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Prevent Child Abuse Rowan is halfway to capital campaign goal

By Susan Shinn Turner

For the Salisbury Post

SALISBURY — After Beth McKeithan served in the Peace Corps, her host mom from Namibia toured Prevent Child Abuse Rowan, the agency of which she is executive director.

The two discussed the difficulty of raising money, partly because of the nature of McKeithan’s work.

“People don’t want to talk about child abuse,” McKeithan says. “Some days are harder than others.”

But during that visit, McKeithan’s host mom told her something that’s stuck with her: “Every drop in the bucket makes the bucket full.”

McKeithan is currently filling a bucket for the agency’s expansion. Prevent Child Abuse Rowan broke ground on a 1,600-square-foot project at its offices at the Terrie Hess House, 130 Woodson St.

The capital campaign is tagged at a modest $400,000. The expansion includes a therapy suite with a separate entrance, three offices, and a community education room that will double as a board room.

The agency has raised half the funds, enough to begin construction. But McKeithan is now at a critical juncture. To be eligible for grants from foundations such as the Cannon Foundation and Duke Endowment, the agency must have 60 percent of the money in hand. That means McKeithan needs to raise $52,000 before the end of the year.

Many drops in the bucket.

Construction is moving quickly, McKeithan notes. Chris Bradshaw is the general contractor, and Pete Bogle is the architect.

“Chris is fabulous,” Beth says. “He’s been so patient and kind with us.”

Bradshaw is no stranger to the nonprofit world. His wife, Renee, is executive director of Family Crisis Council. Bogle recently designed the addition to Main Street Marketplace and Meeting Place — formerly Main Street Mission — which opens next month in China Grove.

The addition, McKeithan says, will better serve the needs of clients. She’s most excited about the therapy suite, which means the agency can serve more than one family at a time. Because of privacy, only one family was seen, either for a forensic interview or for therapy.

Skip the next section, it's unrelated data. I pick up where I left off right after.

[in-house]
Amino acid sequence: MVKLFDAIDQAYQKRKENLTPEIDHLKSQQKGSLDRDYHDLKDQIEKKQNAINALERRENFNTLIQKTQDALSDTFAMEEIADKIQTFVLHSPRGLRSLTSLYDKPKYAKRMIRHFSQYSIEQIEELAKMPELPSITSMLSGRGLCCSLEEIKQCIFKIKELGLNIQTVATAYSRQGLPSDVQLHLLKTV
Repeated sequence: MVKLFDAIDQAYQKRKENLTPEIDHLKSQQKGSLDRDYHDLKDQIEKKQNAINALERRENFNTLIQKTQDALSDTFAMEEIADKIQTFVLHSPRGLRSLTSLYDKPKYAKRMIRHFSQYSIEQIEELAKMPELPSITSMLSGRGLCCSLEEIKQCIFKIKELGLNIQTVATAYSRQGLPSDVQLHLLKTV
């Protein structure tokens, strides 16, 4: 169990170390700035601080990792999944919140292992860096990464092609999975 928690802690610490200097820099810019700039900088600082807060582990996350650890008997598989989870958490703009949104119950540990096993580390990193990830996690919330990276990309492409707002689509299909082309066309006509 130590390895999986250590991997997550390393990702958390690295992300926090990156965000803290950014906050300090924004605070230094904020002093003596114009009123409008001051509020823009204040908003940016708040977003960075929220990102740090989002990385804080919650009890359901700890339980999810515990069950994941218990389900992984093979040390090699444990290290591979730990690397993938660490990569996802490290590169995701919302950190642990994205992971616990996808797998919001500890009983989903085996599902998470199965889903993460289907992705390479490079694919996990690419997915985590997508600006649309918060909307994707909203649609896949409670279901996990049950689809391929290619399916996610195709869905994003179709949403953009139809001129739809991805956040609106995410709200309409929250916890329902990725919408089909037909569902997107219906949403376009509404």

“Scheduling was a nightmare,” McKeithan admits.

Halfway through this year, the agency has served about 100 children. That number typically increases once school starts, McKeithan says. The agency has a prevention and education coordinator who visits the schools, and often students report instances of abuse to her.

McKeithan oversees a staff of seven full-time and part-time employees, with another six who contract with the agency to provide services. When construction is complete, McKeithan hopes to write a grant application to bring in a full-time mental health practitioner.

The campaign has received a lead gift for $50,000. Naming opportunities are still available. Donors to the capital campaign include:

• Novant Health, child medical exam room, $20,000.
• Family room, the Hurleys, $20,000.
• Family resource office, F&M Bank, $10,000.
• Meditation garden, Arnold and Jean Chamberlain, $5,000.

McKeithan says she’s learned from other nonprofit agencies that once the walls go up, donations tend to go down.

“We have enough money to start this project, but we’re only halfway to our goal,” she says.

McKeithan said she would love to give potential donors a tour of the facility and talk about the important services the agency offers. It’s a difficult conversation, but it’s absolutely vital work, she believes.

“It feels discouraging sometimes,” she says of fundraising, “because we want this space so badly for the kids. I want people to understand the importance of this campaign.”

For more information about the Prevent Child Abuse Rowan capital campaign, contact Beth McKeithan at 704-639-1700 or beth@preventchildabuserowan.org. You may also visit the website at www.preventchildabuserowan.org.

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